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Picture credits: https://www.flickr.com/photos/ochre_jelly/40678816071

Atomicity and Transactions

Before we can discuss MongoDB transactions, we need to know a little bit about atomicity and how it relates to Database and MongoDB in particular. Anything is atomic in nature if it is an indivisible and irreducible series of database operations such that either all occur, or nothing occurs.

So in simple terms, what Transactions allow us to do is group multiple database operations in a way, that either all of them succeed or none of them do. Suppose, we have two users John and Jane. John transfers $10 to Jane’s account. …


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Photo by Simon Abrams on Unsplash

In this article, we will create a simple reusable React component that tracks “Page Visibility State.”

When creating a web application you may come across situations where you need to track the current visibility state of the app. You may need to play/pause a video or animation effect, throttle some performance intensive work or simply track the user’s behaviour for analytics based on whether the browser tab is active or not.

Now, this feature seems pretty simple to implement until you actually try to implement it for the first time. …


The ultimate guide to the most useful design patterns

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UPDATE NOTE: Updated the Proxy Pattern example to use ES6 Proxy and Reflect. Replaced images of source code snippets with GitHub gists.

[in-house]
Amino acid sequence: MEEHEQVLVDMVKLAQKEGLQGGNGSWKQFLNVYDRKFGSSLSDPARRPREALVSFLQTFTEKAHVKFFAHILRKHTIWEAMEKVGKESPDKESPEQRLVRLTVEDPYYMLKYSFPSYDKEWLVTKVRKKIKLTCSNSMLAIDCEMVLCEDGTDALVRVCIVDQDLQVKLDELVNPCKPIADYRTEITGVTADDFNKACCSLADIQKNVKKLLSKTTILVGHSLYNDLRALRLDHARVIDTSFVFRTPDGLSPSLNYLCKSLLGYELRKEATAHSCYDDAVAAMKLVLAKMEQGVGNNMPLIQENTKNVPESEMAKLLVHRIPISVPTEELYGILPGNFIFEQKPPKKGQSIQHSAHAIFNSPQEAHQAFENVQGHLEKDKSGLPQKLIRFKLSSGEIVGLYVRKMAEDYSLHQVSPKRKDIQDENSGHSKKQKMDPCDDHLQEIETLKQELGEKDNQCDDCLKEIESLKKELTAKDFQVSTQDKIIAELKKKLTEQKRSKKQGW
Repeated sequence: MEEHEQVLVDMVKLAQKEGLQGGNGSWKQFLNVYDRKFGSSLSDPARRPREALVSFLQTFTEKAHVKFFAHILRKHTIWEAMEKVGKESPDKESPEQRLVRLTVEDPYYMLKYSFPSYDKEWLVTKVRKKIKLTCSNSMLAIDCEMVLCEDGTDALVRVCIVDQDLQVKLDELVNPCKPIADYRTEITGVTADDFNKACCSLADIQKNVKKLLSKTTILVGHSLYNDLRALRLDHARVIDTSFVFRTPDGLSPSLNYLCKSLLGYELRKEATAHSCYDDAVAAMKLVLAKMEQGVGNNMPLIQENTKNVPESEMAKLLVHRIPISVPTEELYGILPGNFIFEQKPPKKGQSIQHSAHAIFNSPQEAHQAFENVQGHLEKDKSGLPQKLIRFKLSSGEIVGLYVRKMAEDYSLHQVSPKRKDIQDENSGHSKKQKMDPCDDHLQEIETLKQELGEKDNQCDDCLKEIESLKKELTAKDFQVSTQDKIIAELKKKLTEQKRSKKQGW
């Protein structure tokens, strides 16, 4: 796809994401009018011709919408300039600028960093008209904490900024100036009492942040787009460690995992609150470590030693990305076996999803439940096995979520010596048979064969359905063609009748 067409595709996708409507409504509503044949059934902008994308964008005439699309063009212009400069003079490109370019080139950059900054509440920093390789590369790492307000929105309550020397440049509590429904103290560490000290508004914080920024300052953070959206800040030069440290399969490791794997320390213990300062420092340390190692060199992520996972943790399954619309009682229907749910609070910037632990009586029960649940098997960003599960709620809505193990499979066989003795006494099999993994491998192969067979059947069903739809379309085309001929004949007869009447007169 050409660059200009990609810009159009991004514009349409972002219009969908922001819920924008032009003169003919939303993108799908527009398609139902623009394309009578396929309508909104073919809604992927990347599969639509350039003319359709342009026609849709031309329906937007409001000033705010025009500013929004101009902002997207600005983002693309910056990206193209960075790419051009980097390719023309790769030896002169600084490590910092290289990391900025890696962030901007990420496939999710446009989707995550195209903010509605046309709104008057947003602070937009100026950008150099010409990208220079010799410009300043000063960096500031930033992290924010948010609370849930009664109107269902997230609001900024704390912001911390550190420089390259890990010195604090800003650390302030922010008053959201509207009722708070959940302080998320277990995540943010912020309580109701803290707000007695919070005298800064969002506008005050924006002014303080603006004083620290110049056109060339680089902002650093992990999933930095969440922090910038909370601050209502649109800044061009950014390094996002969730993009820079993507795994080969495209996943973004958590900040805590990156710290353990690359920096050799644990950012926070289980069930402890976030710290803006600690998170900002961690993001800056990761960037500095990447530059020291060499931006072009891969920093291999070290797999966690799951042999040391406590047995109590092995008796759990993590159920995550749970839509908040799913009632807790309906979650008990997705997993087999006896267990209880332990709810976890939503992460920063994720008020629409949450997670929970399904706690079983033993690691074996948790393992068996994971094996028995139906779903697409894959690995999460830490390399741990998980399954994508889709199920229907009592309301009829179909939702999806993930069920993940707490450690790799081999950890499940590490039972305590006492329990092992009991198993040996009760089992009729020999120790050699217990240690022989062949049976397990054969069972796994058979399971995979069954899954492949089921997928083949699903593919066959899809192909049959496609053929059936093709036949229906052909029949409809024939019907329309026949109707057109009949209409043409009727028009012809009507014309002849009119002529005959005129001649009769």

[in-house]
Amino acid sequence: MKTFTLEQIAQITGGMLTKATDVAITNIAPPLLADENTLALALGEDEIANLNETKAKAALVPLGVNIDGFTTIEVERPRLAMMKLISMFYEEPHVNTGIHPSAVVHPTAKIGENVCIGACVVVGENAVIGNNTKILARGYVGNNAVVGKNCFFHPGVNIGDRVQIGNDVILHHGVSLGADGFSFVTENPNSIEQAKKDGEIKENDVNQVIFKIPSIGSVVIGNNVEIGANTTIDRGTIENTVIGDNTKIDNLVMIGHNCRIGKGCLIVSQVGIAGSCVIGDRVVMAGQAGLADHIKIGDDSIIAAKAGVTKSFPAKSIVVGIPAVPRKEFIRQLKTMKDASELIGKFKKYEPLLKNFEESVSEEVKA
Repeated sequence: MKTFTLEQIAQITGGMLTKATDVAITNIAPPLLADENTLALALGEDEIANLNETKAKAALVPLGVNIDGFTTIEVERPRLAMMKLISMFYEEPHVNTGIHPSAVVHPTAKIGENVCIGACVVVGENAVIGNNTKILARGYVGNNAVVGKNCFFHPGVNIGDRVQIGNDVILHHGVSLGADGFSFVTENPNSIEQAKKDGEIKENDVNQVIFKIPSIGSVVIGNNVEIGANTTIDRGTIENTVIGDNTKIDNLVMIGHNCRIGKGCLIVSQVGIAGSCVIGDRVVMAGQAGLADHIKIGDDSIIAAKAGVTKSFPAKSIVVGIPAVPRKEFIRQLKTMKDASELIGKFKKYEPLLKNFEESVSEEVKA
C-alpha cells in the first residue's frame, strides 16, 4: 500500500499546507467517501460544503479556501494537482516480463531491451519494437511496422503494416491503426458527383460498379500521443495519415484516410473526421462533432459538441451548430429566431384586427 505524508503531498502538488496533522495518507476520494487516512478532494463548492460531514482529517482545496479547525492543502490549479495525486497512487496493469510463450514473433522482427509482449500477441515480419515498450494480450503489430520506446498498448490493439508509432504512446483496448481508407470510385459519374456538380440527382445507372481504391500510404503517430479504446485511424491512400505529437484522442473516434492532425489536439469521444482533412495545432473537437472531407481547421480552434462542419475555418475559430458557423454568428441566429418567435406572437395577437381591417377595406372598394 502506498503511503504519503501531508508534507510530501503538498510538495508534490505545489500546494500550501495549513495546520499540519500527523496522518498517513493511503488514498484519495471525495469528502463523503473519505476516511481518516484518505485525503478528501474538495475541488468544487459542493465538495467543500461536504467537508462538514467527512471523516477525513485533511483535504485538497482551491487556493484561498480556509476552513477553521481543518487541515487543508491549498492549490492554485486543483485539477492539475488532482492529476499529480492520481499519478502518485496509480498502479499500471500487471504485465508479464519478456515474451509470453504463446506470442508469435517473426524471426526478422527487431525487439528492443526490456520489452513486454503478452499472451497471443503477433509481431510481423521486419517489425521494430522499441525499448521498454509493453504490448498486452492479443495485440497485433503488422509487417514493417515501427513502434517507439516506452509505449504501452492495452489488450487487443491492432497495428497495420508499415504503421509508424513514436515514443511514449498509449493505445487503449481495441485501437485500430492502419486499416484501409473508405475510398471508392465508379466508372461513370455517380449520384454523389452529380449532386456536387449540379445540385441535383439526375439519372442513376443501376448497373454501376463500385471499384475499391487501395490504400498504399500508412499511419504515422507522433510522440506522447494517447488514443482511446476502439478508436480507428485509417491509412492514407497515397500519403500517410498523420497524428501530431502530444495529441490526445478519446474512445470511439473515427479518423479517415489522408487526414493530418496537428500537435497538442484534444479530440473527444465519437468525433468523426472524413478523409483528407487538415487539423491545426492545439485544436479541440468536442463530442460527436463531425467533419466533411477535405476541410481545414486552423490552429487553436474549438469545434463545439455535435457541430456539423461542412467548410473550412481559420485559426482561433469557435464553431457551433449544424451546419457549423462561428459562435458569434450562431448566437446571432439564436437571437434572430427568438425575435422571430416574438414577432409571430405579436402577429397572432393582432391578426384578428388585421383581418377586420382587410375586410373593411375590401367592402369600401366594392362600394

In this article, we are going to talk about design patterns that can be and should be used to write better, maintainable JavaScript code. I assume you have a basic understanding of JavaScript and concepts like classes (classes in JavaScript can be tricky), objects, prototypal inheritance, closures, etc.

This article is a long read as a whole because of the nature of the subject matter, so I have tried to keep the sections self-contained. So you as a reader can pick and choose specific parts (or, in this case, specific patterns) and ignore the ones you are not interested in or are well versed with. …


Learn the basics of React by making a tiny app in minutes.

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React is a very popular JavaScript library created by Facebook and used by many other industry leaders like Netflix, Airbnb, etc. It’s a library for building user interfaces. It introduces many new concepts about how to approach building complex user interfaces. We will explore the core concepts of how you can build apps with React. We will touch all the basics you need to know to start feeling comfortable using React.

Note: I will be using some ES6+ syntax including class, arrow functions,const, let, import, export, etc. I suggest you to go through Introduction to ES6 if you are not familiar with the new updated syntax. We will skip all the build tools setup, thanks to Codesandbox — It gives you a ready to go Development Environment right in your browser.


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The welcoming image on Webpack’s homepage defines itself in the best way (i.e. without any jargons)

What is Webpack?

Well that’s simple — Webpack is a module bundler for JavaScript applications.

Now, to back it up a little bit let’s see how modules work in JavaScript. Modules, as in any other programming language, help you break down your code into smaller separate parts. This pattern helps in managing growing complexity by keeping concerns separate into their independent parts. Simply put, modules help organize code.

Before ES6, this could be done using different script files and then loading each of them separately with a <script> tag in our HTML. This had many disadvantages like fetching multiple files, maintaining the correct order of the script tags to avoid accidentally breaking any dependent code and many more. …

About

Soumyajit Pathak

Experimenting with code and words.

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